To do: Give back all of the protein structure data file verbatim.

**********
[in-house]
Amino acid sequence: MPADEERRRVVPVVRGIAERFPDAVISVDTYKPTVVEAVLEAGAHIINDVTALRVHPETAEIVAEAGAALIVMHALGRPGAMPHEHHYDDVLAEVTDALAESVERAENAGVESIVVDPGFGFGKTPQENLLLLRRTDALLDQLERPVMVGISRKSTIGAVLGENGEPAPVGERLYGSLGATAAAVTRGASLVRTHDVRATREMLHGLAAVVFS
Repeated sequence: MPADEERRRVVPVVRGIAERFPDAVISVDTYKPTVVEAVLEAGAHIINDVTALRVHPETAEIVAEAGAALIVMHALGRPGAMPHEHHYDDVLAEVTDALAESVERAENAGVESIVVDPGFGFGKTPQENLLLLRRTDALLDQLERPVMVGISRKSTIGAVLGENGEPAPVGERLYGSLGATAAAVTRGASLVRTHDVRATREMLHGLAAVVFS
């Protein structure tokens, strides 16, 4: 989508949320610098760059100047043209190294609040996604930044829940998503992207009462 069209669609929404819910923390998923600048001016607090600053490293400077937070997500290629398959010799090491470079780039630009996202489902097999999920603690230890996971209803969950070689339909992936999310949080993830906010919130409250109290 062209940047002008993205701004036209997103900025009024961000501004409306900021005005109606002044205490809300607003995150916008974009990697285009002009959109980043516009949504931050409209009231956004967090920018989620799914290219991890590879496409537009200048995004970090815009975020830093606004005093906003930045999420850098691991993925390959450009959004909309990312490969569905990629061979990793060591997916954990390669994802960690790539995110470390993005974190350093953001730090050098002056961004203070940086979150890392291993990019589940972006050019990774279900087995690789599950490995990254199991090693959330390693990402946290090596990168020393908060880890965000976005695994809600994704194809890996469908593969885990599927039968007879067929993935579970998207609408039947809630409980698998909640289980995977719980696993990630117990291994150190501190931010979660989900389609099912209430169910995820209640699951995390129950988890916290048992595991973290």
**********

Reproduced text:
[in-house]
Amino acid sequence: MPADEERRRVVPVVRGIAERFPDAVISVDTYKPTVVEAVLEAGAHIINDVTALRVHPETAEIVAEAGAALIVMHALGRPGAMPHEHHYDDVLAEVTDALAESVERAENAGVESIVVDPGFGFGKTPQENLLLLRRTDALLDQLERPVMVGISRKSTIGAVLGENGEPAPVGERLYGSLGATAAAVTRGASLVRTHDVRATREMLHGLAAVVFS
Repeated sequence: MPADEERRRVVPVVRGIAERFPDAVISVDTYKPTVVEAVLEAGAHIINDVTALRVHPETAEIVAEAGAALIVMHALGRPGAMPHEHHYDDVLAEVTDALAESVERAENAGVESIVVDPGFGFGKTPQENLLLLRRTDALLDQLERPVMVGISRKSTIGAVLGENGEPAPVGERLYGSLGATAAAVTRGASLVRTHDVRATREMLHGLAAVVFS
């Protein structure tokens, strides 16, 4: 989508949320610098760059100047043209190294609040996604930044829940998503992207009462 069209669609929404819910923390998923600048001016607090600053490293400077937070997500290629398959010799090491470079780039630009996202489902097999999920603690230890996971209803969950070689339909992936999310949080993830906010919130409250109290 062209940047002008993205701004036209997103900025009024961000501004409306900021005005109606002044205490809300607003995150916008974009990697285009002009959109980043516009949504931050409209009231956004967090920018989620799914290219991890590879496409537009200048995004970090815009975020830093606004005093906003930045999420850098691991993925390959450009959004909309990312490969569905990629061979990793060591997916954990390669994802960690790539995110470390993005974190350093953001730090050098002056961004203070940086979150890392291993990019589940972006050019990774279900087995690789599950490995990254199991090693959330390693990402946290090596990168020393908060880890965000976005695994809600994704194809890996469908593969885990599927039968007879067929993935579970998207609408039947809630409980698998909640289980995977719980696993990630117990291994150190501190931010979660989900389609099912209430169910995820209640699951995390129950988890916290048992595991973290």